Clergy Health

Clergy Health

How healthy is your pastor? According to a recent Annual Clergy Health Survey from the United Methodist Church, clergy have higher rates of several physical conditions when compared with the general U.S. population.

While the overall health of clergy improved slightly in the last few years, the incidence of high cholesterol, borderline hypertension, asthma, and borderline diabetes were significantly higher than other U.S. adults, including demographically comparable adults. In addition, 5% of clergy suffered from depression, a significantly higher percentage than demographically comparable U.S. adults; and 26% of all clergy had at least some functional difficulty resulting from depressive symptoms.

On the positive side, more clergy are beginning to pay increased attention to their well-being, as most percentages around health challenges decreased from the previous year’s survey. Methodist clergy responded that they are “doing well” when it comes to healthy behaviors such as increased levels of physical activity. However, with these percentages still a fair distance away from the general population, it is clear that both clergy themselves and the people they serve must begin to take a more serious look at how health and wellness can be intentionally nurtured and concretely supported, because I suspect that United Church of Christ ministers could report similar statistics around health and well-being.

Along with this research, the Church Systems Task Force of the United Methodist Church identified 13 Factors that Influence Clergy Health in order to assist clergy and congregations in working toward increased health and wellness for the leadership of their church. These 13 factors are:

1. Job satisfaction
2. Relationship with the congregation
3. Work/life balance
4. Living authentically
5. Personal centeredness
6. Marital and family satisfaction
7. Stressors of the appointment process (for UCC ministers, the Search and Call process)
8. Eating habits in the work setting
9. Personal finances
10. Existential burdens of ministry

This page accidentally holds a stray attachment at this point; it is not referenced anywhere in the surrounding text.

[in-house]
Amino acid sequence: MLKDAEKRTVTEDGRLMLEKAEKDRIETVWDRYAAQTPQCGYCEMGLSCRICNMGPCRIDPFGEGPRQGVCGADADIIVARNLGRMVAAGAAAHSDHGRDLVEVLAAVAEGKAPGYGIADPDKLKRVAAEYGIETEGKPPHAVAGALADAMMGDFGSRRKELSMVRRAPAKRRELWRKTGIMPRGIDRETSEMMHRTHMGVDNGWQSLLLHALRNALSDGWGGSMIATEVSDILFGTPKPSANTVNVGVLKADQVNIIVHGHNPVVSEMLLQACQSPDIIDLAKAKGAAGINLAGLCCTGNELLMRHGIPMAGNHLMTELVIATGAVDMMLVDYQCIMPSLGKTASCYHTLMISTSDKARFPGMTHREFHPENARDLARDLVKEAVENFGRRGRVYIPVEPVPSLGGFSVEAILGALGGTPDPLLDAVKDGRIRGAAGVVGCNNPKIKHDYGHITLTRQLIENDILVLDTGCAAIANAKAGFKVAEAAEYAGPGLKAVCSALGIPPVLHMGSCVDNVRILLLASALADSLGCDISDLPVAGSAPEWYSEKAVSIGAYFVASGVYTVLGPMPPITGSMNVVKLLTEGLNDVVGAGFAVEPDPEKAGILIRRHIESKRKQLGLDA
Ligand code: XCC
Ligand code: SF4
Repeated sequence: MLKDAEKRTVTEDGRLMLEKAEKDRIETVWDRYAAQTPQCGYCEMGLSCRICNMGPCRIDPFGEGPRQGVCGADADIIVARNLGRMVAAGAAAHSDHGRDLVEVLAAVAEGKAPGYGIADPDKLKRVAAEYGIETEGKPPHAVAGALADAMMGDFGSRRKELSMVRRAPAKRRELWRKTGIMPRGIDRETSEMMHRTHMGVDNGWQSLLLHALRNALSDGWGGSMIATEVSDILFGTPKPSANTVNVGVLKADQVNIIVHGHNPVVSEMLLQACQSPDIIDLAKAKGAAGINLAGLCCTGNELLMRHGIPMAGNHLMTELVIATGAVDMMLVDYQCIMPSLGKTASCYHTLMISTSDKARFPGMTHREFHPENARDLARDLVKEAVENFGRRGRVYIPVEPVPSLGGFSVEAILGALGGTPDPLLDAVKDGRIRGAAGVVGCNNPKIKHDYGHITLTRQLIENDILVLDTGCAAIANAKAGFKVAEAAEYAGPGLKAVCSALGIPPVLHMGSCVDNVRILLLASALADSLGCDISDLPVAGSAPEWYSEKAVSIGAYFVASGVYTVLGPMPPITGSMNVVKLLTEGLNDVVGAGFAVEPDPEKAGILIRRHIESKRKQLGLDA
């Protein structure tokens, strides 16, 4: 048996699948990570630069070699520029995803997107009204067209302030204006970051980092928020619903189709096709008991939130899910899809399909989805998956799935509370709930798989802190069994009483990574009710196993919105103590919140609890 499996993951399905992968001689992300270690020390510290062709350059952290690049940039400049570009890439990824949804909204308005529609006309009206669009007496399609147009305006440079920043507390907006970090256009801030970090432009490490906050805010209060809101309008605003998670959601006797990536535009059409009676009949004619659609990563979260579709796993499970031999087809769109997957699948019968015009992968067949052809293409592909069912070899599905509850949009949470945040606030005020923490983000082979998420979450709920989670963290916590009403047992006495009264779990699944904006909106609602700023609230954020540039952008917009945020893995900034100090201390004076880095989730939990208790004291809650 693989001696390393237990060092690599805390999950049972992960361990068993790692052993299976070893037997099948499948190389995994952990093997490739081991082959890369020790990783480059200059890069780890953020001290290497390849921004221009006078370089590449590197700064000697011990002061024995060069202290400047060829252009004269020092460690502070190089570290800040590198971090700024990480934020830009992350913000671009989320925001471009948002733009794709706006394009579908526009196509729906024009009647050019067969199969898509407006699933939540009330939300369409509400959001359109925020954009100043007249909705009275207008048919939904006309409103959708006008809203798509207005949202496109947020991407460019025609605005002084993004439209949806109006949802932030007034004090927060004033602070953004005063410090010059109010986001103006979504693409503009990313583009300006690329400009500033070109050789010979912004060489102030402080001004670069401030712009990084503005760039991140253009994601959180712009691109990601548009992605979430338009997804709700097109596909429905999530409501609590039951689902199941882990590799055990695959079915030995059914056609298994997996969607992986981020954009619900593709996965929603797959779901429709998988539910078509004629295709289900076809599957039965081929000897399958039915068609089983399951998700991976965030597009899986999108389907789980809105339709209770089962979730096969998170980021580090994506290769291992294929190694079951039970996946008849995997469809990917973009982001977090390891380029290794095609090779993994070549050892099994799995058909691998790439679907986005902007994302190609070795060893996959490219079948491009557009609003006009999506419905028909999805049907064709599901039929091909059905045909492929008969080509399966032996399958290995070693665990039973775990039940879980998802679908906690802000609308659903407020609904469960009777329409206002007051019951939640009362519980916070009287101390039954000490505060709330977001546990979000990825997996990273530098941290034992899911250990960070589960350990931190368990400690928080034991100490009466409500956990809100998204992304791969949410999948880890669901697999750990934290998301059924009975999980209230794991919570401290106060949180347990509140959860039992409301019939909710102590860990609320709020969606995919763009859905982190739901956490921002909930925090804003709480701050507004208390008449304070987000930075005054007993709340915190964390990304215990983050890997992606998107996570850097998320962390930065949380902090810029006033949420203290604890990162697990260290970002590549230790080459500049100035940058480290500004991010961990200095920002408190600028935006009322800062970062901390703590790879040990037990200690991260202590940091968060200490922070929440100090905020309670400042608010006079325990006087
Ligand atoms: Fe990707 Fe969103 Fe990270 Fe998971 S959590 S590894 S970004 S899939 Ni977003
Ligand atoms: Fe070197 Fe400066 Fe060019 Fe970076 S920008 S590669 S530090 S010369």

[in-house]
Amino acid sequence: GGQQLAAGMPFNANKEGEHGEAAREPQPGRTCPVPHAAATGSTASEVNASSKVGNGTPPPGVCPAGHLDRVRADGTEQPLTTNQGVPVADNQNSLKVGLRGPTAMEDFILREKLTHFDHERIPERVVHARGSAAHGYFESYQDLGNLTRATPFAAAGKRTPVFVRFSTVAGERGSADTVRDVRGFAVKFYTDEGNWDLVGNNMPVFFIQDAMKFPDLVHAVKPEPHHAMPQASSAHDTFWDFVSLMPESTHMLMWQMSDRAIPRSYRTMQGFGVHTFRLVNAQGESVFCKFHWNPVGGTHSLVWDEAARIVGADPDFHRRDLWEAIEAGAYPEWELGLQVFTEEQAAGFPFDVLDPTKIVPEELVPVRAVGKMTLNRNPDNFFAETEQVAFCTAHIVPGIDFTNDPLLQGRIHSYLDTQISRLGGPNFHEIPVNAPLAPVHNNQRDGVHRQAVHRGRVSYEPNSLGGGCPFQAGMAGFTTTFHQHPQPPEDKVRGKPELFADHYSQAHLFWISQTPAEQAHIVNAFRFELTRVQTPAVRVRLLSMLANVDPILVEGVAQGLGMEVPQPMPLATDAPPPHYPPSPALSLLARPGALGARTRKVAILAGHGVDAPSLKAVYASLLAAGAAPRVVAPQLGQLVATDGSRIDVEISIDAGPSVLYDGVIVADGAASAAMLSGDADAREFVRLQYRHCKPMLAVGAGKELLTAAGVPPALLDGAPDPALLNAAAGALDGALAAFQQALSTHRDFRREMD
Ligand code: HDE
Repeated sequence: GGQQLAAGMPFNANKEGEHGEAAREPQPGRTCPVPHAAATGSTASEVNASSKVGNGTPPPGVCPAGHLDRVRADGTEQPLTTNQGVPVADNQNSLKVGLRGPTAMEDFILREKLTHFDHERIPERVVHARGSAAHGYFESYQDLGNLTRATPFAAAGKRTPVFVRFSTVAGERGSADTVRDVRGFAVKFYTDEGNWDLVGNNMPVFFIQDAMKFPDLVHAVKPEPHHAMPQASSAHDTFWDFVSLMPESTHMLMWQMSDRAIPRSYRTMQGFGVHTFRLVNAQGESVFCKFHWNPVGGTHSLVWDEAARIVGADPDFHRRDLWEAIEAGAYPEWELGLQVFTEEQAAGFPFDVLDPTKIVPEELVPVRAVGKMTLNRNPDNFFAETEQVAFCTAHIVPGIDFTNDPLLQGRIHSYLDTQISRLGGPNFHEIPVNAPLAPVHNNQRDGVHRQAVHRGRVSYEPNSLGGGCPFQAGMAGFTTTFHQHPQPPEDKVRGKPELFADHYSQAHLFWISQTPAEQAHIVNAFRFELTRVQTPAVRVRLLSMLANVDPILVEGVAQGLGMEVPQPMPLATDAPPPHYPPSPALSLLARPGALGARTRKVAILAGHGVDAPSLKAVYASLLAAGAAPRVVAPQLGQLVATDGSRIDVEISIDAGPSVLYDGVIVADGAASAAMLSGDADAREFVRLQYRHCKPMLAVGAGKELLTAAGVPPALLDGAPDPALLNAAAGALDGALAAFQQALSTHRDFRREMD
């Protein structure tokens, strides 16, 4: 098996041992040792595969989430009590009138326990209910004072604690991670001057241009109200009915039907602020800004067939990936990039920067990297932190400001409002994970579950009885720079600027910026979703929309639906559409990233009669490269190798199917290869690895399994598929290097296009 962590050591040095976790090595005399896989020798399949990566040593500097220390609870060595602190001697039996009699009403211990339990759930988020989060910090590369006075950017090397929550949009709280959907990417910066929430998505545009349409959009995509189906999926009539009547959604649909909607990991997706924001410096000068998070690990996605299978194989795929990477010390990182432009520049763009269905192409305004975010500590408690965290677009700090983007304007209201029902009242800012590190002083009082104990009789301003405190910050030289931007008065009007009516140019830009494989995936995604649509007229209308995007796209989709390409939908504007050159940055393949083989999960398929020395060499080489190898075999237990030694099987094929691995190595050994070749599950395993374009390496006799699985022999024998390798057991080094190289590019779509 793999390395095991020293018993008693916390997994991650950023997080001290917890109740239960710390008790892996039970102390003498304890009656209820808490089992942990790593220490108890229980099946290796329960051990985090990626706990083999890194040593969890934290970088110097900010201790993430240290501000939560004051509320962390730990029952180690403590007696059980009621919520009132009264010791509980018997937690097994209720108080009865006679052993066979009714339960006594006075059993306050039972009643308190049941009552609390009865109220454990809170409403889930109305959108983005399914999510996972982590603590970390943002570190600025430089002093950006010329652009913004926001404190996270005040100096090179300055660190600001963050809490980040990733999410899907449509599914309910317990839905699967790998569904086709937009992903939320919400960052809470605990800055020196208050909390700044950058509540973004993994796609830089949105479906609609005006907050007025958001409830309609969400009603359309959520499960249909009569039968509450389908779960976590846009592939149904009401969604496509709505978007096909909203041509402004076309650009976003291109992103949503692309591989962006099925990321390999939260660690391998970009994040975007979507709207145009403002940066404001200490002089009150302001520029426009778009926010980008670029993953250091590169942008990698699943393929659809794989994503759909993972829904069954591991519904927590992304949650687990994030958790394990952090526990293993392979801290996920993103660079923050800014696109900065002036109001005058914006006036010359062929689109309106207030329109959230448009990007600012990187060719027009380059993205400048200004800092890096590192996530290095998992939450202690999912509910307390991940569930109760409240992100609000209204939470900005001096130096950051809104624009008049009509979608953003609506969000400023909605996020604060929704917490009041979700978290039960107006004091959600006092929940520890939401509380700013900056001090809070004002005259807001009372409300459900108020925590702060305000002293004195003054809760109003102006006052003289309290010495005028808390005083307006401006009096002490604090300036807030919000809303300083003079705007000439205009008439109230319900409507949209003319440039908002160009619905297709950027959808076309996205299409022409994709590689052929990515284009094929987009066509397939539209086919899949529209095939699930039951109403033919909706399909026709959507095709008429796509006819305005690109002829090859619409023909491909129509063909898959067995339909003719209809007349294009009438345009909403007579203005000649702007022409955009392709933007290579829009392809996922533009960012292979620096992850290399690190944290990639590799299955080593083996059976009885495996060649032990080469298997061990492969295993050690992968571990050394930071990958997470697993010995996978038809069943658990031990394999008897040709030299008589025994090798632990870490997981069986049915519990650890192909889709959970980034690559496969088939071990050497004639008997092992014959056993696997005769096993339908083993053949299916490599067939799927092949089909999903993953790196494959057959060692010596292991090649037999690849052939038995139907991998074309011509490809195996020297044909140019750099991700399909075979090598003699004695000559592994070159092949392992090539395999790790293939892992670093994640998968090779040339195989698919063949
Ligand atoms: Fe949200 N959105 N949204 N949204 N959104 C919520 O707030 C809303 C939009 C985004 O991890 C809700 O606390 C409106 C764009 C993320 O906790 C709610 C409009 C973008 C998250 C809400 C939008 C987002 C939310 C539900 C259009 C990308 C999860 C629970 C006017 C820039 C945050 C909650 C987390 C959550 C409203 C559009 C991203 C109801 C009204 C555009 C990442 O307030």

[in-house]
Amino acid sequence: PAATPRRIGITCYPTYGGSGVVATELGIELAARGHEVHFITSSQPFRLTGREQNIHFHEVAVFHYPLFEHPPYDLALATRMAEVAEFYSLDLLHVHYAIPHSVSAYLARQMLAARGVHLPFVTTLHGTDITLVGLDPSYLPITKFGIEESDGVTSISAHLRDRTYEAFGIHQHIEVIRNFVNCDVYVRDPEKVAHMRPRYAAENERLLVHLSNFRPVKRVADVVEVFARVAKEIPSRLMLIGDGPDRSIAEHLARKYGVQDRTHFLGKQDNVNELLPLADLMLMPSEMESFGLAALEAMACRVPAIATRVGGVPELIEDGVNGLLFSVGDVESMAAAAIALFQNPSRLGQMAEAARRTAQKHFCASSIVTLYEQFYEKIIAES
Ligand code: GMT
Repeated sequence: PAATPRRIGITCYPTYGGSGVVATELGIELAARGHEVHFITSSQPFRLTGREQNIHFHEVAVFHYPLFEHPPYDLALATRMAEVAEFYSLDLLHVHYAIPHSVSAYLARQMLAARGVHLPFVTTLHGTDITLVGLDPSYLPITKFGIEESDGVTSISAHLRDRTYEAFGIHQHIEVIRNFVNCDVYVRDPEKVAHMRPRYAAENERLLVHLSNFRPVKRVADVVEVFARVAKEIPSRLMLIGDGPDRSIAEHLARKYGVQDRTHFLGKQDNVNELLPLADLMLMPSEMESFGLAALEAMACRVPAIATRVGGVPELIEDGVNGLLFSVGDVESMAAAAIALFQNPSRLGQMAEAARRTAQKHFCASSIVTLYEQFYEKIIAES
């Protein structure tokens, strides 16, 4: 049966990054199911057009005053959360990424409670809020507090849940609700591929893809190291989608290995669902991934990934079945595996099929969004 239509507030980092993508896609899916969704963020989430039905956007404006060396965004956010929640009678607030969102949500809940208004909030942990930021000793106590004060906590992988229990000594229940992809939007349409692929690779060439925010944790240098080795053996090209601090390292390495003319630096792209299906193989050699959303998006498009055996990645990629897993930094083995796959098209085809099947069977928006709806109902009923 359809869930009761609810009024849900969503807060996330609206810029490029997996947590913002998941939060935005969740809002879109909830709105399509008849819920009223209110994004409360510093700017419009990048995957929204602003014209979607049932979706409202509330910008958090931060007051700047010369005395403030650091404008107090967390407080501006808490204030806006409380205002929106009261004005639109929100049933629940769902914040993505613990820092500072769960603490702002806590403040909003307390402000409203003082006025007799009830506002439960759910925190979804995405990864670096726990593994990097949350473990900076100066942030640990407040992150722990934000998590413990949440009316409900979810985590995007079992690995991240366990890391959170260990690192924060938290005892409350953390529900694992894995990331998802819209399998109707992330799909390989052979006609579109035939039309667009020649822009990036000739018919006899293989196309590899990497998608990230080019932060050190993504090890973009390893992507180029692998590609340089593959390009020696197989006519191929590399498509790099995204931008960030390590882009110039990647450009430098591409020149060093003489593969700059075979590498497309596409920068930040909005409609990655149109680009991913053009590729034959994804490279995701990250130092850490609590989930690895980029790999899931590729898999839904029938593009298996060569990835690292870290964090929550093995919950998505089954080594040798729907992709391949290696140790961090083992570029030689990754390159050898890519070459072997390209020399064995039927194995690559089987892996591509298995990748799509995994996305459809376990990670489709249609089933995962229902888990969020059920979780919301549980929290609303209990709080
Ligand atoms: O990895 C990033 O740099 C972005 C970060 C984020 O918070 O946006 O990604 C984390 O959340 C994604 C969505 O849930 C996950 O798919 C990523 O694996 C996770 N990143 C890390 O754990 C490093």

11. Appointment changes and relocation
12. Education and preparation for ministry
13. Outside interests and social life

Issues around health and well-being are not unique to mainline Protestant clergy, or even clergy for that matter. Involved lay leaders are also likely to be influenced by some of these factors as they relate to congregational life.

In actuality, however, a minister’s health is a private matter; and pastors can choose to share certain things with the congregation but are not obligated to do so. In addition, a minister’s physical appearance should never be a topic of conversation, particularly as it relates to one’s health. While each minister carries the responsibility of managing their own wellness, it’s not OK to pry or make assumptions about what’s best for a pastor. The best question anyone can ask –– whether to a pastor, friend, colleague, or family member –– is simply, “How can I/we support your well-being?”

Sparking Ministry Conversations

How does your congregation support the health and well-being of your pastor? What role does your congregation play in being a key stressor for your pastor (and lay leaders)? How do you nurture your own health and wellness?

About the Author
The Rev. Dr. Kristina Lizardy-Hajbi is director of the United Church of Christ's Center for Analytics, Research and Data (CARD). She is practicing health and wellness by taking a sabbatical this summer.

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